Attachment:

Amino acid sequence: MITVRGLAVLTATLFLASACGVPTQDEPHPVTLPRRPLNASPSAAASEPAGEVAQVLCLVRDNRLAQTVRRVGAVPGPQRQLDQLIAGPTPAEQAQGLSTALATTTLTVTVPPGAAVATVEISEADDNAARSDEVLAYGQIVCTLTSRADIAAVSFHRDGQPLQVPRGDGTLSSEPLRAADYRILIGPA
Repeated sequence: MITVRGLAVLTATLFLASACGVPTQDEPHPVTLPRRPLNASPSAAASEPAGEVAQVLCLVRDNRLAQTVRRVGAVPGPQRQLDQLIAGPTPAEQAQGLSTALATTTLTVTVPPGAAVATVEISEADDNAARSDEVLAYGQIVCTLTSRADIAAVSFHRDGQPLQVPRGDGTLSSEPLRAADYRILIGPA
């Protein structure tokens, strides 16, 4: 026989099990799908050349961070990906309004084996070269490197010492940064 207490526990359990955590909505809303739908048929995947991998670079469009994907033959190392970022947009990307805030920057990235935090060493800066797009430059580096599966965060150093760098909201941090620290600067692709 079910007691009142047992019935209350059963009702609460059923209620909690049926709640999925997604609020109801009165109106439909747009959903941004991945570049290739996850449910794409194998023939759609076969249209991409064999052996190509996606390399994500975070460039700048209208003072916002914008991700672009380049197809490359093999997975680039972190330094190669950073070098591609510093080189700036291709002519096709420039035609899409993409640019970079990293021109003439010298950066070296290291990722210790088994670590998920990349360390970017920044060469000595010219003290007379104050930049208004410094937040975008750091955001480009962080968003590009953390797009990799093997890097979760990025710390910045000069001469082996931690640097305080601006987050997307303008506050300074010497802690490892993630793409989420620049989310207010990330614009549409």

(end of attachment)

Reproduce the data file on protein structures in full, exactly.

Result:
Amino acid sequence: MITVRGLAVLTATLFLASACGVPTQDEPHPVTLPRRPLNASPSAAASEPAGEVAQVLCLVRDNRLAQTVRRVGAVPGPQRQLDQLIAGPTPAEQAQGLSTALATTTLTVTVPPGAAVATVEISEADDNAARSDEVLAYGQIVCTLTSRADIAAVSFHRDGQPLQVPRGDGTLSSEPLRAADYRILIGPA
Repeated sequence: MITVRGLAVLTATLFLASACGVPTQDEPHPVTLPRRPLNASPSAAASEPAGEVAQVLCLVRDNRLAQTVRRVGAVPGPQRQLDQLIAGPTPAEQAQGLSTALATTTLTVTVPPGAAVATVEISEADDNAARSDEVLAYGQIVCTLTSRADIAAVSFHRDGQPLQVPRGDGTLSSEPLRAADYRILIGPA
């Protein structure tokens, strides 16, 4: 026989099990799908050349961070990906309004084996070269490197010492940064 207490526990359990955590909505809303739908048929995947991998670079469009994907033959190392970022947009990307805030920057990235935090060493800066797009430059580096599966965060150093760098909201941090620290600067692709 079910007691009142047992019935209350059963009702609460059923209620909690049926709640999925997604609020109801009165109106439909747009959903941004991945570049290739996850449910794409194998023939759609076969249209991409064999052996190509996606390399994500975070460039700048209208003072916002914008991700672009380049197809490359093999997975680039972190330094190669950073070098591609510093080189700036291709002519096709420039035609899409993409640019970079990293021109003439010298950066070296290291990722210790088994670590998920990349360390970017920044060469000595010219003290007379104050930049208004410094937040975008750091955001480009962080968003590009953390797009990799093997890097979760990025710390910045000069001469082996931690640097305080601006987050997307303008506050300074010497802690490892993630793409989420620049989310207010990330614009549409």